Friday, November 11, 2011

Rat blog: Meet Mickey and Melchisedec

Mickey and Melchisedec are 2 adorable brother pearl-mearle dumbo rats from Lancaster. They love to wrestle, and they live for food. Go anywhere near their cage, and they climb up the side, hoping you have a bag of Pirate Booty, or a piece of vegetable samosa hidden behind your back. They are mostly only awake in the morning and evening. In the afternoon they just give you a look and go back to sleep if you try to wake them up, but an apple or banana slice will always get them up. If you give one of them the first piece, the other comes over and attacks him until you give him his piece, too. Their favorite night of the week is Indian food night, when mommy and daddy share their vegetable samosa. They love fruits and vegetables, fried food, and snack food. They're not allowed to have sweet things, though, unless you count their yogurt-covered rat treats. They have a see-through neon ball that sometimes we let one of them use to run around on the floor. Once the ball's lid came off, and I had to scream for mommy to come help me get Mickey back into the cage. They're so funny!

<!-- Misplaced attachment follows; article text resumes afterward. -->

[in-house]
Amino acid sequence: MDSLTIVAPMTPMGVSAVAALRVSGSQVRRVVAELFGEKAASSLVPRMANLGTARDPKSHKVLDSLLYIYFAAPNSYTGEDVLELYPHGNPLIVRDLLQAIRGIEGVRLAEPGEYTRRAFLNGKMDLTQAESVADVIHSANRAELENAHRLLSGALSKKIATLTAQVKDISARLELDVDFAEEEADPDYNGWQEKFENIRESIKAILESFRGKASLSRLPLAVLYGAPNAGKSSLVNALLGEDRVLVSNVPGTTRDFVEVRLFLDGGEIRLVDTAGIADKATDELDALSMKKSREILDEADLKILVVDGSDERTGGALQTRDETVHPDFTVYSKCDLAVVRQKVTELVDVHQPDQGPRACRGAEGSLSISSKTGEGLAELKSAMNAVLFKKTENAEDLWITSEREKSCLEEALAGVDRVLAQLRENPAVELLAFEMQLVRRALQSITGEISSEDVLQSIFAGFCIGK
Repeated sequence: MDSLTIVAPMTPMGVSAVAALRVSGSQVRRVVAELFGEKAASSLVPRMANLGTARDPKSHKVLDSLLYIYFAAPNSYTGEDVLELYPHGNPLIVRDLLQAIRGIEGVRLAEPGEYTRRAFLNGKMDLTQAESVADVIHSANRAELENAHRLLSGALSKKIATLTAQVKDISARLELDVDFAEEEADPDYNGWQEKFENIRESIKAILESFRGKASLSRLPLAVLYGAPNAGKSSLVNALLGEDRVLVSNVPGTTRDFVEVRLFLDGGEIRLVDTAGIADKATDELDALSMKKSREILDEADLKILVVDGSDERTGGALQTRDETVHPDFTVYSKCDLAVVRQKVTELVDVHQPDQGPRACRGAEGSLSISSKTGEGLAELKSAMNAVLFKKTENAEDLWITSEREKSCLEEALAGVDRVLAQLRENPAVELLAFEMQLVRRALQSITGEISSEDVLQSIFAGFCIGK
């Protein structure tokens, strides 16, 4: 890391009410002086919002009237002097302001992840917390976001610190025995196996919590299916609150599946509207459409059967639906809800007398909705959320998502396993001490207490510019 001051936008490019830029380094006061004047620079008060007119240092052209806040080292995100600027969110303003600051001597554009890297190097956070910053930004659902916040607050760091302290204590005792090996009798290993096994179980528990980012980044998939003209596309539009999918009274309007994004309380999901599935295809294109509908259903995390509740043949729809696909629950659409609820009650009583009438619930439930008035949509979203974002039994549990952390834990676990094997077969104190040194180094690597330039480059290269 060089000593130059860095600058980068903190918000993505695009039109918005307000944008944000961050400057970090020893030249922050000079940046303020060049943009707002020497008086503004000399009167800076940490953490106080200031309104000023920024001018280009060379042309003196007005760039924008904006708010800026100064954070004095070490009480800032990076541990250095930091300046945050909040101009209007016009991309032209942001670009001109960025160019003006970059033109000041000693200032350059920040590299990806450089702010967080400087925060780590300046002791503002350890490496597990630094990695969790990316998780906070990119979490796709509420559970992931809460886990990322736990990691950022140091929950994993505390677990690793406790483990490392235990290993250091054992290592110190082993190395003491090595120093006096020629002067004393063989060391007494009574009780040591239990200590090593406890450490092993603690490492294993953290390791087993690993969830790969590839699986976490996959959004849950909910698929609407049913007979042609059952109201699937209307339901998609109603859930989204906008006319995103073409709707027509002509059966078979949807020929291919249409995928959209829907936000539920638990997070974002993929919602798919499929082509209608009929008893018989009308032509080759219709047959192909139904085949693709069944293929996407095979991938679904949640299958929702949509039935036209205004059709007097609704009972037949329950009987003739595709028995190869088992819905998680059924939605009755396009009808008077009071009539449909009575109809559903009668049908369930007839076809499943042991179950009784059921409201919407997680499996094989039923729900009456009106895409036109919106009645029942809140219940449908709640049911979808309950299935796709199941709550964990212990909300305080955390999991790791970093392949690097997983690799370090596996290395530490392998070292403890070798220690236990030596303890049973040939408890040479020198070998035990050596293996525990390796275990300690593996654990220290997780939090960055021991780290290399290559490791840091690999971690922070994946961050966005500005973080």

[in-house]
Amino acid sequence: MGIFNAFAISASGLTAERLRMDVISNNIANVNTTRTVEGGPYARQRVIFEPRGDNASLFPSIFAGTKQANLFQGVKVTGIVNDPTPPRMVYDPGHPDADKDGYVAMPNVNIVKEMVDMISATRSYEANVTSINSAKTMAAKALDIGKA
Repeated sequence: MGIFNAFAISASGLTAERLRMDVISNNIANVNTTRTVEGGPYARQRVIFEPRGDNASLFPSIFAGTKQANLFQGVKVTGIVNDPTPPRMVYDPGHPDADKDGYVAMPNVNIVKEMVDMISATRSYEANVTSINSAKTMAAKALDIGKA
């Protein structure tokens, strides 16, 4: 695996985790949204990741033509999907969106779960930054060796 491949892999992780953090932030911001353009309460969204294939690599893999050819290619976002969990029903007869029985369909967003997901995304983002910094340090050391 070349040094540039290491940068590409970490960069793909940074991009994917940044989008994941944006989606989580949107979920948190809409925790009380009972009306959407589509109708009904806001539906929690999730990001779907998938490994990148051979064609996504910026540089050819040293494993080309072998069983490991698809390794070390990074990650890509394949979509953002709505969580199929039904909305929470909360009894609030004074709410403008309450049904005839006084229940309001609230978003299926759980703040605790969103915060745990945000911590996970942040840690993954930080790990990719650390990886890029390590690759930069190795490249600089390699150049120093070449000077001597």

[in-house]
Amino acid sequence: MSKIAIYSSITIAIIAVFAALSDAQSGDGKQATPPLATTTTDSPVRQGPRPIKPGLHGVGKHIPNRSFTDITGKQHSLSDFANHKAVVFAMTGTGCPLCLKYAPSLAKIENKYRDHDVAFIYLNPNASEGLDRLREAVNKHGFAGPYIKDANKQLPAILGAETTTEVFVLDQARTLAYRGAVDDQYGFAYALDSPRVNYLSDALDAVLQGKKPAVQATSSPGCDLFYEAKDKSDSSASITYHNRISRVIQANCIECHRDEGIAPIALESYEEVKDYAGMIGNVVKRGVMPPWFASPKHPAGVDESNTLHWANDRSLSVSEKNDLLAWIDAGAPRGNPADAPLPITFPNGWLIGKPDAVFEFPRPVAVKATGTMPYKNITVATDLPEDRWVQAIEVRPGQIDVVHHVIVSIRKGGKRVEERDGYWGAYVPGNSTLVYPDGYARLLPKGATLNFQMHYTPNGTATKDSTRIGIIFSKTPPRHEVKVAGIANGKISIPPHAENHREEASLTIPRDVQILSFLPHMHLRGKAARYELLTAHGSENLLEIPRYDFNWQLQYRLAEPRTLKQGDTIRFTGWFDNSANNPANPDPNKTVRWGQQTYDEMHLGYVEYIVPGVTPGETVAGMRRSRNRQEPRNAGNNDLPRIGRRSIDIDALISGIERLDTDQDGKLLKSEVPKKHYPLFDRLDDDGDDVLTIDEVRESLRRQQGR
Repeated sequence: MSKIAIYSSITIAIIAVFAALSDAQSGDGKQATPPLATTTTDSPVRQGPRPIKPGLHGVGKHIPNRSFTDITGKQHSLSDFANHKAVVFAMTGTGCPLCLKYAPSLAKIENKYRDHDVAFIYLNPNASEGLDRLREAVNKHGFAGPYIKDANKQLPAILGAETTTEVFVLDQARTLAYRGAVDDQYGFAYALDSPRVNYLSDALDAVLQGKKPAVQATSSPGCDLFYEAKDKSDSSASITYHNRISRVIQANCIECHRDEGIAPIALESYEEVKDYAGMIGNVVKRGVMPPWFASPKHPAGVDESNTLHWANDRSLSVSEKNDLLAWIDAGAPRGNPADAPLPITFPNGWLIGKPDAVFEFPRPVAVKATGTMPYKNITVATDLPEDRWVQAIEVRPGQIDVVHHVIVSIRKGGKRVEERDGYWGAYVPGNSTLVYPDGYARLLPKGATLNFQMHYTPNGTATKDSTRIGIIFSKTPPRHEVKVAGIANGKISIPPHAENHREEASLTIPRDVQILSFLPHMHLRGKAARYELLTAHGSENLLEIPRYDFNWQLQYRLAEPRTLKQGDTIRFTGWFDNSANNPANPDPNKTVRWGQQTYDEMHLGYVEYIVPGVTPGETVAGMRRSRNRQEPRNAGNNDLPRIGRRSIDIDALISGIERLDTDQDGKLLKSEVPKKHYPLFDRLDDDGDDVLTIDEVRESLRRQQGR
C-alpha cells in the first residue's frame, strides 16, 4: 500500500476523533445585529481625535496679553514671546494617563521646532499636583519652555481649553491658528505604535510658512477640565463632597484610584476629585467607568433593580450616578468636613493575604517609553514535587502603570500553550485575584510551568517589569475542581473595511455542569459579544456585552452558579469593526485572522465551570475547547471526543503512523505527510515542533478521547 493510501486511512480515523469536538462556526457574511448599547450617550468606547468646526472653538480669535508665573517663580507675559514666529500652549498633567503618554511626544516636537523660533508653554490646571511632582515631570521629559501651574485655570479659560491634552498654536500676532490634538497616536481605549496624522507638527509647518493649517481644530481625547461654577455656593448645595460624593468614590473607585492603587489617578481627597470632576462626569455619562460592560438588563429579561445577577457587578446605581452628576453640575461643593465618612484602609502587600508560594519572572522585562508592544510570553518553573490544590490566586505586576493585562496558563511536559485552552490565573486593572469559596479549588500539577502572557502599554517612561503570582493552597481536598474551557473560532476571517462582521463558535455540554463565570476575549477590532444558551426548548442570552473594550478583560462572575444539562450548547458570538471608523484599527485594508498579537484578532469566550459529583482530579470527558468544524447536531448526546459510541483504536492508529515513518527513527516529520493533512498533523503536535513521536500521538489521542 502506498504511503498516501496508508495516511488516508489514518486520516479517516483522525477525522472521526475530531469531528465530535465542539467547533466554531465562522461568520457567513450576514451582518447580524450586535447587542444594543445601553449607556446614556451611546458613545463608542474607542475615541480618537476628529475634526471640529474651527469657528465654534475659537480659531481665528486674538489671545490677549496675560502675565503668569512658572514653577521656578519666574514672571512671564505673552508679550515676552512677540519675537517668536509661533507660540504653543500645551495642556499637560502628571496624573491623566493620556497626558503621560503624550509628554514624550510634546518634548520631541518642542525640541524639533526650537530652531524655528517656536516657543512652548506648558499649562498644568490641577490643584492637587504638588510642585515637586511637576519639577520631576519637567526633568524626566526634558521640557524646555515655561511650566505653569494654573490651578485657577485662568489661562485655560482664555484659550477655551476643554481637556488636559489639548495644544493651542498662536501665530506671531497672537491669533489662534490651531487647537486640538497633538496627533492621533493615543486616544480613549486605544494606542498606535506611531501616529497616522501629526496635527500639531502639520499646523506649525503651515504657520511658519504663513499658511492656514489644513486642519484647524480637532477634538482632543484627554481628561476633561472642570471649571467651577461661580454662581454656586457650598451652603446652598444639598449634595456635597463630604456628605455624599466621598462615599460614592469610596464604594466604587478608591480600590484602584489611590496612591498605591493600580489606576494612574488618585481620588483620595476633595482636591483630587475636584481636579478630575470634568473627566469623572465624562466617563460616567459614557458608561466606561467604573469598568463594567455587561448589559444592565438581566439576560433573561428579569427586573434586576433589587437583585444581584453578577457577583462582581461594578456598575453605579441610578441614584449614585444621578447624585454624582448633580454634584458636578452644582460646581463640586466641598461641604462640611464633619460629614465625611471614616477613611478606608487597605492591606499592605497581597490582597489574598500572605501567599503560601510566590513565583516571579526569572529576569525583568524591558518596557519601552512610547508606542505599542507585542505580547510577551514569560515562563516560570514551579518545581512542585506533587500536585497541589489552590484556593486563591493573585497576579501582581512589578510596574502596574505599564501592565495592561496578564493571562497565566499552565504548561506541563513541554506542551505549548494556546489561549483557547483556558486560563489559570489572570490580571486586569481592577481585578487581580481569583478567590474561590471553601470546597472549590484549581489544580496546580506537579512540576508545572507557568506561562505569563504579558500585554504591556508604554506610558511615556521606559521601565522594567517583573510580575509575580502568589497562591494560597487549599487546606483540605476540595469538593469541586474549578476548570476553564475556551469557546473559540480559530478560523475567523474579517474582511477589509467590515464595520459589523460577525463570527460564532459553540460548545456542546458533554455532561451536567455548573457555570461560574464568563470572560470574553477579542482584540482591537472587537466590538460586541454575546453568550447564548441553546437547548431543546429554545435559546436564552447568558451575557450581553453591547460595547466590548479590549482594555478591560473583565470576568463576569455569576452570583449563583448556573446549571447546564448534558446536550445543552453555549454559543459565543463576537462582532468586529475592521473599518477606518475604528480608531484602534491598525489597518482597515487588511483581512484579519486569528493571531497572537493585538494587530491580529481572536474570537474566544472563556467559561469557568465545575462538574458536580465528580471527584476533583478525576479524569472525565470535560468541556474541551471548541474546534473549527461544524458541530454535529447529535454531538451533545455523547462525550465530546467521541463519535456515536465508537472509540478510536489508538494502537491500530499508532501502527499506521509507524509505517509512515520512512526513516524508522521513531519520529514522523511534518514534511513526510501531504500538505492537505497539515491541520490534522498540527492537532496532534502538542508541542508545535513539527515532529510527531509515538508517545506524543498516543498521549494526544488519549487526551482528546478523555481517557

Thursday, November 10, 2011

On Landseer's "Princess Mary Adelaide with Nelson"

In our family room, our Newfoundland Nelson balances his dog biscuit on his nose. He is about as tall as I am. I am wearing my warm forest-green dress. It is made of velvet, and there are puffs of cotton around the edges. Nelson sticks out his tongue. I take it to mean that he would like to stop balancing and eat the biscuit. I oblige and take it of his nose and reposition it on his tongue. He gobbles it up. He then goes for the biscuit I have in my left hand. He misses and gets me with his warm, wet, tongue. ''I'm saving this one for your dinner. Get off it,'' I tell him. He gives me a look. I laugh. ''Nelson, honestly!'' He licks me again. I wipe my arm on a towel. Mother calls us for dinner. ''Okay boy, now you can have it,'' I laugh. I run to the dining room, Nelson following close behind. He was probably hoping for some of the steak, the scent of which was drifting out of the kitchen.